The key to the Bandit’s success is simple. It offers cheap, reliable transport that does it all.

LIVING WITH IT

Extremely tough bike that’s cheap to fix if it does have problems. Suspension benefits from a refresh but that’s pretty cheap. Head and swingarm bearings can fail as many got little grease from new. The mild steel collector box can rot and oil cooler unions can corrode to the point the whole unit needs replacing. Although the engine’s developed from the GSX-R1100, the clutch is from the 750 and can fail if abused. A race can and jetting gives power increases.

WHITHAM SAYS

Even when it was launched in the mid 90’s the Bandit was old fashioned. The layout was basic, the suspension unsophisticated and the motor was ten years old even then. Having said all that, for most of the riding you’ll do there’s nothing wrong with ’em, especially for the money. As you don’t push ’em too hard they’re a very easy bike to ride, and even if you do get a bit excited, they won’t bite you, they just start to feel a bit squashy. The motor is a de-tuned version of the GSX-R1100. This oil-cooled lump has so much grunt you hardly need to change gear at all. It’s also one of the most reliable engines ever. You’ll rarely speak to a bandit owner who’s negative about ’em.

YAMAHA YZF-600 THUNDERCAT

Alright, stop laughing. Yes, Yamaha came up with the stupidest name ever for a bike with the Thundercat, but don’t write it off just yet.

When it comes to secondhand bikes, this cat is still hot property.
Amazingly considering the diversity and sheer volume of secondhand 600s on the market Yamaha’s ageing Thundercat is the one that refuses to hang around on dealer’s floors. In fact it proved so popular over in the States that even when it was replaced by the R6 in 1999, Yamaha kept making the Cat, selling it alongside the radical race 600 right up until 2005. That’s nearly a decade of unchanged production, which for a supersport bike is unheard of.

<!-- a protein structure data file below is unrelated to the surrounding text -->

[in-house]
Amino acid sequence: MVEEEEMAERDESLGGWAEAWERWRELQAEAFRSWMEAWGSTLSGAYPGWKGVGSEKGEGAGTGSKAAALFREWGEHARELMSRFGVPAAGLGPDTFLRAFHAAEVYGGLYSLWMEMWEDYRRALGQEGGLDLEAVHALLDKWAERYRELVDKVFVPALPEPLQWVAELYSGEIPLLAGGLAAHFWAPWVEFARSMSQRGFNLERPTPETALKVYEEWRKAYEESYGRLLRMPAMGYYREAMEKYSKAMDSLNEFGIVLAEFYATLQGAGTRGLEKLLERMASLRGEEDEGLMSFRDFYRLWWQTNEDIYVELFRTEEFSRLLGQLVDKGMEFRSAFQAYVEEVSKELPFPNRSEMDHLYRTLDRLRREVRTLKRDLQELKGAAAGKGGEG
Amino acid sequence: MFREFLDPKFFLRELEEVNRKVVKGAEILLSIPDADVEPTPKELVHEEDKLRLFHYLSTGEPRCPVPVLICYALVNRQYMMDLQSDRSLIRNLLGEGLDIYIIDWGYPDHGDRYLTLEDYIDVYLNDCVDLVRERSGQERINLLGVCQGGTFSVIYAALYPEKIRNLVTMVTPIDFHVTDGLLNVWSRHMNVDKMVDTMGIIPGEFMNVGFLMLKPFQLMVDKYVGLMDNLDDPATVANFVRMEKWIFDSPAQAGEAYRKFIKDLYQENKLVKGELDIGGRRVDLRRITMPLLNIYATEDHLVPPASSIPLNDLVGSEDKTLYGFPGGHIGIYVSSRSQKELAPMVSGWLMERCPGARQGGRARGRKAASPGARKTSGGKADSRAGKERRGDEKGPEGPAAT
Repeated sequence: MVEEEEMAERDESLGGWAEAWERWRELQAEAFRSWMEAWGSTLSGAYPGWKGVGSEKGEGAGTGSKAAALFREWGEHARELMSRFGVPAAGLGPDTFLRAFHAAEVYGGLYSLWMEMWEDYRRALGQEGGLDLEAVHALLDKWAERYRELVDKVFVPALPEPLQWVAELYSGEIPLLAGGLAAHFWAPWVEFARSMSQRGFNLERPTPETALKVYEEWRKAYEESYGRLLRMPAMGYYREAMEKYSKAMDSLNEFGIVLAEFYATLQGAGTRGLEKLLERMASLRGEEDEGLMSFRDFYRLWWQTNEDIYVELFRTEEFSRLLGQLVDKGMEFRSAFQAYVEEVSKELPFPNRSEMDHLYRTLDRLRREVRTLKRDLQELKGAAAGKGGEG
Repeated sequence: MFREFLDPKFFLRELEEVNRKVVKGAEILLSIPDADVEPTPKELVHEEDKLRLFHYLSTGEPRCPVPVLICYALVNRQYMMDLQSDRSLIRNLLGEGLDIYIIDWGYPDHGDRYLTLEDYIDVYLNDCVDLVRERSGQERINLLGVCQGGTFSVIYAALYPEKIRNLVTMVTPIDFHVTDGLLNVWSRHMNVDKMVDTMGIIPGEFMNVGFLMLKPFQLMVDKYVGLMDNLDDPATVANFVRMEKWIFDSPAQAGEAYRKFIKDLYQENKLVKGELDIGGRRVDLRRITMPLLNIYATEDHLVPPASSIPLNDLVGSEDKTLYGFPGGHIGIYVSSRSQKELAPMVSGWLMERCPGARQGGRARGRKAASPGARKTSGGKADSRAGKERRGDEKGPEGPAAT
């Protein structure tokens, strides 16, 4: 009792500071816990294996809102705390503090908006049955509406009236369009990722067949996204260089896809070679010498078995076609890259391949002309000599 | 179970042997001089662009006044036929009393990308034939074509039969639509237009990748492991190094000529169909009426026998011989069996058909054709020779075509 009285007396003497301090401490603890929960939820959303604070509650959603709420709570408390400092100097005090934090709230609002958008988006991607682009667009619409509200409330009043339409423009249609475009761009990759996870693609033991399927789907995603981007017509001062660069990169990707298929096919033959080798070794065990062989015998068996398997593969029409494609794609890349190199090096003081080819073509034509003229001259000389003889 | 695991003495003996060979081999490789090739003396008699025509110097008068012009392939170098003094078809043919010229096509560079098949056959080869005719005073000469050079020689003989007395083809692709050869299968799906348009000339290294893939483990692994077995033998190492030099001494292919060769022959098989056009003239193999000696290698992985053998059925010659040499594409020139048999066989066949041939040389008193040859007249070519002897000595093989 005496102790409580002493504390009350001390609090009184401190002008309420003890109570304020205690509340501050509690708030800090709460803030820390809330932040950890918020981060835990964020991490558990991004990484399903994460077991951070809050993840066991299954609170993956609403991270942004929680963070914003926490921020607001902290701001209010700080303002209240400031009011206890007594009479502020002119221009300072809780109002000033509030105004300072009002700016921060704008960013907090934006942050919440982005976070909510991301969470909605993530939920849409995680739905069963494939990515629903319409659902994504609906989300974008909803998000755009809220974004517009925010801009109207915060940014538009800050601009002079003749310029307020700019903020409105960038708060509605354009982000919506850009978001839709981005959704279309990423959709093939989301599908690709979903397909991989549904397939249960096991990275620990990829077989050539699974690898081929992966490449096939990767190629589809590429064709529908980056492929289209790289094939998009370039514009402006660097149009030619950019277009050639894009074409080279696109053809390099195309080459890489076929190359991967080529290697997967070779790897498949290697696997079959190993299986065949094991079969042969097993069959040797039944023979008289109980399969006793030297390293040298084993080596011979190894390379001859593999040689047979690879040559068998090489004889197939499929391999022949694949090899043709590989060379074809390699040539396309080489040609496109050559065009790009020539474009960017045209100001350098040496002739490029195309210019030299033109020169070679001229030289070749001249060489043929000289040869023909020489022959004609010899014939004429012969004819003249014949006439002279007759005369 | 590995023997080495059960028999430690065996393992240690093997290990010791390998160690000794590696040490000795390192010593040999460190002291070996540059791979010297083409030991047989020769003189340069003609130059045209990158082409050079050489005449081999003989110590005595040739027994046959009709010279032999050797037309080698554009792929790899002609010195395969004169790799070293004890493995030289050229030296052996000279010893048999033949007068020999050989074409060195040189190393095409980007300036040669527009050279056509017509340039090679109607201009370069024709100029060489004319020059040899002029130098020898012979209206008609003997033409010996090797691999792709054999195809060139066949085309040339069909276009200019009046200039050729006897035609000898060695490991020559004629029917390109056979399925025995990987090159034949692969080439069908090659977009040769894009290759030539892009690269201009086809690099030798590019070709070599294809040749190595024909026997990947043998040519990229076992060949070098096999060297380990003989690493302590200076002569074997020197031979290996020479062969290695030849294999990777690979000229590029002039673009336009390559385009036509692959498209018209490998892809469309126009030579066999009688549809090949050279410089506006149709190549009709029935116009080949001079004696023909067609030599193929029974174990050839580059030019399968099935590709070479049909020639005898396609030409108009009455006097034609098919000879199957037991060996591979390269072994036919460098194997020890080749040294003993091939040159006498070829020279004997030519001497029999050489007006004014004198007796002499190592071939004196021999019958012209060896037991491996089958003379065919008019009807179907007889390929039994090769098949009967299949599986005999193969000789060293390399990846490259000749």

But is the Thundercat a supersport bike? If you look at race pedigree then yes. The Thundercat has won British and World Supersport races. In the right hands, which have included Shane Byrne and Ruben Xaus in the past, this Yamaha can mix it with the very best. But this isn’t why riders are snapping them up, the real reason is far simpler: this bike offers a tremendous mix of sporting and ‘real world’ ability, something that is missing in so many of the modern 600s.

On the road the Thundercat manages to tick every box that the ‘real world’ riders would require. The engine, which is more commonly found in the old-style Fazer 600, has a beautiful mix of mid-range torque and strong top end power, while managing to deliver the whole experience in a package that feels so refined. It doesn’t buzz, vibrate or even have much in the way of power surges, instead it pulls cleanly and with power that doesn’t feel lacking on the road. A Thundercat will produce a solid 93bhp, which is a healthy amount, but alongside this it makes a strong 47ft.lb of torque.